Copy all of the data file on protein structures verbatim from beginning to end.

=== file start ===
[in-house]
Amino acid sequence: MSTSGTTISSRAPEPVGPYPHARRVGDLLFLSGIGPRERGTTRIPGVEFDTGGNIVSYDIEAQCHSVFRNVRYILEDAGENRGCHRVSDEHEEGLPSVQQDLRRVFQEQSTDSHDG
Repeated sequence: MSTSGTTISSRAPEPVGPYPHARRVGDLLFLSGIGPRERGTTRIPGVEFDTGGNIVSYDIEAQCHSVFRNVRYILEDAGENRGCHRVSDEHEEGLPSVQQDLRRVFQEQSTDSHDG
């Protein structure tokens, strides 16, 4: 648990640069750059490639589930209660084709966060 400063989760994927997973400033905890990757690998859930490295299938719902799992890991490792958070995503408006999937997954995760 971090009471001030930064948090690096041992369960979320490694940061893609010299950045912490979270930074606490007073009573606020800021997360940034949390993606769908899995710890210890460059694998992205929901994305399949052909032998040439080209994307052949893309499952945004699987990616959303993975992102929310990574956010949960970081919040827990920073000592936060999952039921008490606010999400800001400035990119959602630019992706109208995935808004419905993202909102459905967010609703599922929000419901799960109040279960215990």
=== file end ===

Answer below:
[in-house]
Amino acid sequence: MSTSGTTISSRAPEPVGPYPHARRVGDLLFLSGIGPRERGTTRIPGVEFDTGGNIVSYDIEAQCHSVFRNVRYILEDAGENRGCHRVSDEHEEGLPSVQQDLRRVFQEQSTDSHDG
Repeated sequence: MSTSGTTISSRAPEPVGPYPHARRVGDLLFLSGIGPRERGTTRIPGVEFDTGGNIVSYDIEAQCHSVFRNVRYILEDAGENRGCHRVSDEHEEGLPSVQQDLRRVFQEQSTDSHDG
């Protein structure tokens, strides 16, 4: 648990640069750059490639589930209660084709966060 400063989760994927997973400033905890990757690998859930490295299938719902799992890991490792958070995503408006999937997954995760 971090009471001030930064948090690096041992369960979320490694940061893609010299950045912490979270930074606490007073009573606020800021997360940034949390993606769908899995710890210890460059694998992205929901994305399949052909032998040439080209994307052949893309499952945004699987990616959303993975992102929310990574956010949960970081919040827990920073000592936060999952039921008490606010999400800001400035990119959602630019992706109208995935808004419905993202909102459905967010609703599922929000419901799960109040279960215990």